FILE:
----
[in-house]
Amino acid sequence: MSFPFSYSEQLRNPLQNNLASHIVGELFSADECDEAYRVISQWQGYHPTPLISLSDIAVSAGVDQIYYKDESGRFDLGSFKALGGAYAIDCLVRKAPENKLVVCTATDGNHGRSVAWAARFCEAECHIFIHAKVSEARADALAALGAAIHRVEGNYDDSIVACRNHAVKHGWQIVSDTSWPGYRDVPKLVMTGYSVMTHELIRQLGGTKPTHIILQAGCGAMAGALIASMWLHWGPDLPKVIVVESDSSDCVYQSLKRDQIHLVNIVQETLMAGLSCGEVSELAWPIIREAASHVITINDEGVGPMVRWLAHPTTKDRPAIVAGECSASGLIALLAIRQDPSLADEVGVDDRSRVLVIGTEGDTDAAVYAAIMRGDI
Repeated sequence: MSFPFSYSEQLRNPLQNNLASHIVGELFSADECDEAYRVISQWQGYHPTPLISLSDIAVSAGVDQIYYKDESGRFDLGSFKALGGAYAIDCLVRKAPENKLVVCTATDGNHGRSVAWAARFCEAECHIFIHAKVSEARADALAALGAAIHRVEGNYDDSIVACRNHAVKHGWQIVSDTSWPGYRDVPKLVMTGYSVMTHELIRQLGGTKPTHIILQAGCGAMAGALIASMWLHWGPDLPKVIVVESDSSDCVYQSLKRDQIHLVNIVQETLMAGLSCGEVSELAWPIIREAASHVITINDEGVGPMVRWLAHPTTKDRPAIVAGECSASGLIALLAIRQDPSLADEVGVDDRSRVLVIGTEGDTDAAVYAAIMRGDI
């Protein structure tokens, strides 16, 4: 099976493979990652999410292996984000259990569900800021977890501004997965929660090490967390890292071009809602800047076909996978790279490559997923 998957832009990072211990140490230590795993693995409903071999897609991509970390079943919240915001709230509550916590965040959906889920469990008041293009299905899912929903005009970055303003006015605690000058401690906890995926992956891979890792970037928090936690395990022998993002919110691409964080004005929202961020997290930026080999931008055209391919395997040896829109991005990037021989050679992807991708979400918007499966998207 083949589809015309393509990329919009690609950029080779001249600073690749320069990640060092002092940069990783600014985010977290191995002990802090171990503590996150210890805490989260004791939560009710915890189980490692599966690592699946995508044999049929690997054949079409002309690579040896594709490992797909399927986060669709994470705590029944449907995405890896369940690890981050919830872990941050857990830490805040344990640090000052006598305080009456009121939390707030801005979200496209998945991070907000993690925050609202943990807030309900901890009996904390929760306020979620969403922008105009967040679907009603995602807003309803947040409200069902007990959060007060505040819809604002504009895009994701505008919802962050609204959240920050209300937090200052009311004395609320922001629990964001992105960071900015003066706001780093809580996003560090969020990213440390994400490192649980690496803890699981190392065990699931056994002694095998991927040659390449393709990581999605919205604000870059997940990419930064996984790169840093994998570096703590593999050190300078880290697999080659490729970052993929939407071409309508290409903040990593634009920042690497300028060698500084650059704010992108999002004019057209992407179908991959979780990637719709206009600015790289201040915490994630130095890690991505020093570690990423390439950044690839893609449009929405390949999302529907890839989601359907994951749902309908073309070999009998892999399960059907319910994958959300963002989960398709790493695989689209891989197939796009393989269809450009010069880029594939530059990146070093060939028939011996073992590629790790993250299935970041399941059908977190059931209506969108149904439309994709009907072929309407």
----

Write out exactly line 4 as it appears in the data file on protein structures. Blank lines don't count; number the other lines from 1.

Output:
């Protein structure tokens, strides 16, 4: 099976493979990652999410292996984000259990569900800021977890501004997965929660090490967390890292071009809602800047076909996978790279490559997923 998957832009990072211990140490230590795993693995409903071999897609991509970390079943919240915001709230509550916590965040959906889920469990008041293009299905899912929903005009970055303003006015605690000058401690906890995926992956891979890792970037928090936690395990022998993002919110691409964080004005929202961020997290930026080999931008055209391919395997040896829109991005990037021989050679992807991708979400918007499966998207 083949589809015309393509990329919009690609950029080779001249600073690749320069990640060092002092940069990783600014985010977290191995002990802090171990503590996150210890805490989260004791939560009710915890189980490692599966690592699946995508044999049929690997054949079409002309690579040896594709490992797909399927986060669709994470705590029944449907995405890896369940690890981050919830872990941050857990830490805040344990640090000052006598305080009456009121939390707030801005979200496209998945991070907000993690925050609202943990807030309900901890009996904390929760306020979620969403922008105009967040679907009603995602807003309803947040409200069902007990959060007060505040819809604002504009895009994701505008919802962050609204959240920050209300937090200052009311004395609320922001629990964001992105960071900015003066706001780093809580996003560090969020990213440390994400490192649980690496803890699981190392065990699931056994002694095998991927040659390449393709990581999605919205604000870059997940990419930064996984790169840093994998570096703590593999050190300078880290697999080659490729970052993929939407071409309508290409903040990593634009920042690497300028060698500084650059704010992108999002004019057209992407179908991959979780990637719709206009600015790289201040915490994630130095890690991505020093570690990423390439950044690839893609449009929405390949999302529907890839989601359907994951749902309908073309070999009998892999399960059907319910994958959300963002989960398709790493695989689209891989197939796009393989269809450009010069880029594939530059990146070093060939028939011996073992590629790790993250299935970041399941059908977190059931209506969108149904439309994709009907072929309407």